Encourage Patients to Get Vaccinated Now for the 2018-2019 Influenza Season

You’ll get more questions about flu vaccines for the 2018-2019 season...due to record-breaking hospitalizations from flu last year.

When should we start screening patients for the flu vaccine? Now. Tell your patients flu season can start as early as October...and it takes two weeks for the vaccine to kick in.

If your patient can’t remember getting a flu vaccine this season, suggest getting it. An extra dose is fine...and much better than no dose.

What if patients ask for a flu vaccine our hospital doesn’t carry? Emphasize that it’s more important to get vaccinated now than to worry about which vaccine to get. Explain that guidelines don’t prefer one injectable flu vaccine over another.

Your hospital will likely carry a QUADrivalent vaccine. These protect against four flu strains...one more than a TRIvalent vaccine.

Some seniors may hear they should get Fluzone High-Dose or Fluad. The immune system weakens with age...and these vaccines are designed to produce a better immune response. But Fluzone High-Dose and Fluad are trivalent, not quadrivalent. And it’s too soon to know if these “boosted” trivalent vaccines work better than the unboosted quadrivalent vaccine.

Be aware, the INTRANASAL influenza vaccine (FluMist Quadrivalent) is an option this year...after two years of not being recommended. Early data suggest it may work better now than in previous years.

But don’t expect FluMist to be on your formulary. It should not be used in some patients, such as those who are pregnant or immunosuppressed.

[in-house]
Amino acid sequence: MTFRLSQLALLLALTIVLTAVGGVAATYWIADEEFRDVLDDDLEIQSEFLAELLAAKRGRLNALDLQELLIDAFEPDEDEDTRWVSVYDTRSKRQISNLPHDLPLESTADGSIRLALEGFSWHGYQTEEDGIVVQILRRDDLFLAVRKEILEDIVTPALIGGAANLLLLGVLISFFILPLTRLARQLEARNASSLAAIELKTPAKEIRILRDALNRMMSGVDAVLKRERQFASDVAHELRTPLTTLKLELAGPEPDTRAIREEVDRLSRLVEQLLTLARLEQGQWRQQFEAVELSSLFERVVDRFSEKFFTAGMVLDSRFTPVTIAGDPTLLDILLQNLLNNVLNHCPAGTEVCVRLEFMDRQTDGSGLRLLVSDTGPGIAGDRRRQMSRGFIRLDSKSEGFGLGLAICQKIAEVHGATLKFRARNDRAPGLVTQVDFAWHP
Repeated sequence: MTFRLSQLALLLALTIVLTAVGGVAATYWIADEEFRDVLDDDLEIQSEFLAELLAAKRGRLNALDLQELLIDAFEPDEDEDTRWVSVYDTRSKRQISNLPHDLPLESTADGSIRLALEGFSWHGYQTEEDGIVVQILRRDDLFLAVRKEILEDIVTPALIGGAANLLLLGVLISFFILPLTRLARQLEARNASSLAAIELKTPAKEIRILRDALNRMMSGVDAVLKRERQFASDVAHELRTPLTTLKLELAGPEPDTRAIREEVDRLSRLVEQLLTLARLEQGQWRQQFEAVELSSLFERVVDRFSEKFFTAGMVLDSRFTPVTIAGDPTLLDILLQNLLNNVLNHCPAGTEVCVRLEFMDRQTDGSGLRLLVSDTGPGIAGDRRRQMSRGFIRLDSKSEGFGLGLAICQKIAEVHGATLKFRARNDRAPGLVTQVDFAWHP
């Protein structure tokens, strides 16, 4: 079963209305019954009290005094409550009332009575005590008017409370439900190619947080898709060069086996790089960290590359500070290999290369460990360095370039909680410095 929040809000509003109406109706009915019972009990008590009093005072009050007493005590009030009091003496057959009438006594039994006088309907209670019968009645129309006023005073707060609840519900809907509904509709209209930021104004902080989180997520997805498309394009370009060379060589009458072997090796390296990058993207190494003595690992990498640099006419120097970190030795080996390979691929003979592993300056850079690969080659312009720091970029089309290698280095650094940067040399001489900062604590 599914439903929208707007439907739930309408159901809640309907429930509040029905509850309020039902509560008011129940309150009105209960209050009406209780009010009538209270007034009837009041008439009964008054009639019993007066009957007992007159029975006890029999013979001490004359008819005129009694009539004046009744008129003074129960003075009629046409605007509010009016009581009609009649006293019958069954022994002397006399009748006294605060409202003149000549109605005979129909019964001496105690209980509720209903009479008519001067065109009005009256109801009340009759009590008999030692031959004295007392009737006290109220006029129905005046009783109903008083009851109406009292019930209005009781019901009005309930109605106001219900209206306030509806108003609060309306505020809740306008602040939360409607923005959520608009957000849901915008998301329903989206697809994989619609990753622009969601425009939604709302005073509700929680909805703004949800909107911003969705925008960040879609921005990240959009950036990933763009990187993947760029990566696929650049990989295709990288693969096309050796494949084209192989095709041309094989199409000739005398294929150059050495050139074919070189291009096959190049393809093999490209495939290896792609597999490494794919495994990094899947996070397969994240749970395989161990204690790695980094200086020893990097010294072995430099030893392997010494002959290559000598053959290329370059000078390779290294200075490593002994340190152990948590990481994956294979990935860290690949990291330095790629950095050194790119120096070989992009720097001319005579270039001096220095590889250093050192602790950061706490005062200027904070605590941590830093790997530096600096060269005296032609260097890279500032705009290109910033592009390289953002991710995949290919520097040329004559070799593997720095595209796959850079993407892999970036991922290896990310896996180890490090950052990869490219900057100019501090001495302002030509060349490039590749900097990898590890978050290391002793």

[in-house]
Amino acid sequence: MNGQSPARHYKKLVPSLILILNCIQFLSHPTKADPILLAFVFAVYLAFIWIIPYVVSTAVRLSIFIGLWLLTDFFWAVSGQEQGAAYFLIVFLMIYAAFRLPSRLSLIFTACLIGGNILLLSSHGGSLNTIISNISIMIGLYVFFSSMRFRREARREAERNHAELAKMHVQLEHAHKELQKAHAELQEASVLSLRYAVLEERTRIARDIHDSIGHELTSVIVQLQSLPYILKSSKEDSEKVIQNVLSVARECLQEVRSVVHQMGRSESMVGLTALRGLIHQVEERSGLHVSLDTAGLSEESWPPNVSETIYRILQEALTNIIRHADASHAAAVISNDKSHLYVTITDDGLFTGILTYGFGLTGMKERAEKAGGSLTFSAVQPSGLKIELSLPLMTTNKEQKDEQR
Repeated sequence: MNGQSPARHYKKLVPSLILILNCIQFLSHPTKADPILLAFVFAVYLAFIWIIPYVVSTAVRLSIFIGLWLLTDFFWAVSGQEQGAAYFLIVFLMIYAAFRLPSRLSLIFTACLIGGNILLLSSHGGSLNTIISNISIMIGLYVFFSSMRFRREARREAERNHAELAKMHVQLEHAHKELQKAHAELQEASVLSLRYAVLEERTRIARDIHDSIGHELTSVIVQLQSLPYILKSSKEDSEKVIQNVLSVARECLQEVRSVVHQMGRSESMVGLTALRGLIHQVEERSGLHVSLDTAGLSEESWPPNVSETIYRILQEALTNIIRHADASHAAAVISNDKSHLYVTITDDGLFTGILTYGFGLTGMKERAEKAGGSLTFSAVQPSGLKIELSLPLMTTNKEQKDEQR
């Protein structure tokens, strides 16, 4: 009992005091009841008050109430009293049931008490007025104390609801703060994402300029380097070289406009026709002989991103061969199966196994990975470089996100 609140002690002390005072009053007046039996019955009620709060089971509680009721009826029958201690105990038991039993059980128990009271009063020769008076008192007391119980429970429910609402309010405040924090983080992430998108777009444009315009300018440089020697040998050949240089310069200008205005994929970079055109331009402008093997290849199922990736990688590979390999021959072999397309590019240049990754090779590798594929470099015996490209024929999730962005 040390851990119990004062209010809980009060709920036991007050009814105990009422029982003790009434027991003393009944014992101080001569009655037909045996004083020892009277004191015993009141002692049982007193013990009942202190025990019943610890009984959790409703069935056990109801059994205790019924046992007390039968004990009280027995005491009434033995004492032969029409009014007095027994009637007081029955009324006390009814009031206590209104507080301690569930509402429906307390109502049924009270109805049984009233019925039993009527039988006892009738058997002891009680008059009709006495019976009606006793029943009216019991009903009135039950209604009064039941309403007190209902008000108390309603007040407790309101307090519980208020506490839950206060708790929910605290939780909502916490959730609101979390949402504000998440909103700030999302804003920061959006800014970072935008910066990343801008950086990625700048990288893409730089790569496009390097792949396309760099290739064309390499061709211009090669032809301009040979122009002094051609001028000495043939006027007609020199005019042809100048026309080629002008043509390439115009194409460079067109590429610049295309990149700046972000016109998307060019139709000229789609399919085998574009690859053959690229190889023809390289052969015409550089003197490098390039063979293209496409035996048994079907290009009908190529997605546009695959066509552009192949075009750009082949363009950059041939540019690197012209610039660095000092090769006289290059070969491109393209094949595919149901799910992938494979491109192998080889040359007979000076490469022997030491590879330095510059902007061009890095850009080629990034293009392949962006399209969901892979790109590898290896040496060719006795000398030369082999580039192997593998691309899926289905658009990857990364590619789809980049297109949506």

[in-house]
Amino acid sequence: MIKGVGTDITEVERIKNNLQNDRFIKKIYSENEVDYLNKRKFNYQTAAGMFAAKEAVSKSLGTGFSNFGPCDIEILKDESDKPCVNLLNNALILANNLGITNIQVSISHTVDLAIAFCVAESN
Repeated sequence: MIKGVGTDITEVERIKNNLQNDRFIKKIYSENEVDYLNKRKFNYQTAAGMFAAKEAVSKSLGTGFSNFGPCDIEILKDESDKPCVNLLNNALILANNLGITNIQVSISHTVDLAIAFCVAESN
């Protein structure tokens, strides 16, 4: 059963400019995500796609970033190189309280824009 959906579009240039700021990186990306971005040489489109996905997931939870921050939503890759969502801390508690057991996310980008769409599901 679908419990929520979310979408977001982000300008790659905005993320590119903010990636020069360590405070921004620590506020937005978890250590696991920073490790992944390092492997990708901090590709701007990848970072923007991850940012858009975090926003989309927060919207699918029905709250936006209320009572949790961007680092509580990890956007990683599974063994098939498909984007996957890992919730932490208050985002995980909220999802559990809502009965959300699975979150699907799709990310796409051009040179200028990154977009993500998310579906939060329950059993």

When is flu vaccine contraindicated? Rarely ever. Feel comfortable vaccinating most hospitalized patients...even if they’re admitted with the flu. The vaccine can protect against other circulating flu strains.

Consider your hospital’s process for ICU patients. Some experts suggest delaying the flu vaccine until transfer to the floor...primarily so side effects (fever, etc) don’t confuse the clinical picture.

Re-evaluate ICU patients upon transfer out of the unit and before discharge...to prevent a missed vaccination opportunity.

And keep in mind, an egg allergy is no longer a contraindication for a flu vaccine...any age-appropriate vaccine can be administered.

Listen to PL Voices to hear expert insight on flu vaccines. And use our chart, Flu Vaccines for 2018-2019, for more on dosing, etc.

Key References
  • MMWR Recomm Rep 2018;67(3):1-20
  • Pediatrics Published online Sep 3, 2018; doi:10.1542/peds.2018-2367
  • MMWR Morb Mortal Wkly Rep 2018;67(22):643-5
  • N Engl J Med 2014;371(7):635-45
Nurse’s Letter. Oct 2018, No. 341021


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